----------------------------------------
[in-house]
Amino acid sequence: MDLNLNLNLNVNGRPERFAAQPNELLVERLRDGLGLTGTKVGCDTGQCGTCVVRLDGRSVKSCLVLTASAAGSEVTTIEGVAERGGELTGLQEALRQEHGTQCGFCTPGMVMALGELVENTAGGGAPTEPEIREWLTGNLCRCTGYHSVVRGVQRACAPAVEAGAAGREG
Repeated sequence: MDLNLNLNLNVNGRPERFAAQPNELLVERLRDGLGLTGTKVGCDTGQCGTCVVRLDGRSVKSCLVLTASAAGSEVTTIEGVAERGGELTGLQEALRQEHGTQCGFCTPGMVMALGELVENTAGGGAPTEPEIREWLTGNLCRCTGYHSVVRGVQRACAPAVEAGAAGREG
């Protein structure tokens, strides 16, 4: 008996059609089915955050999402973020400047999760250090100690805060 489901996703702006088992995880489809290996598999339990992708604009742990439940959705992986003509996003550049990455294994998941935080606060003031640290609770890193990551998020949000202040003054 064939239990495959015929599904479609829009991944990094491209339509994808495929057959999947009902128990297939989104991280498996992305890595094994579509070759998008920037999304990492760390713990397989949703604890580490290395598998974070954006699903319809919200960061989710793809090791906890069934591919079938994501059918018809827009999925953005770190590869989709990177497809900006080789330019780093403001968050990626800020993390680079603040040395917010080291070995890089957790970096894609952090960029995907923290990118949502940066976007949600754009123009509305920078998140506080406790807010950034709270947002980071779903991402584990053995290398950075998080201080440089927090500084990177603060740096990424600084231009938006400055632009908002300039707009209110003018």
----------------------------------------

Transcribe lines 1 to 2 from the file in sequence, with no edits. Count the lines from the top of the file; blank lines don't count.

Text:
[in-house]
Amino acid sequence: MDLNLNLNLNVNGRPERFAAQPNELLVERLRDGLGLTGTKVGCDTGQCGTCVVRLDGRSVKSCLVLTASAAGSEVTTIEGVAERGGELTGLQEALRQEHGTQCGFCTPGMVMALGELVENTAGGGAPTEPEIREWLTGNLCRCTGYHSVVRGVQRACAPAVEAGAAGREG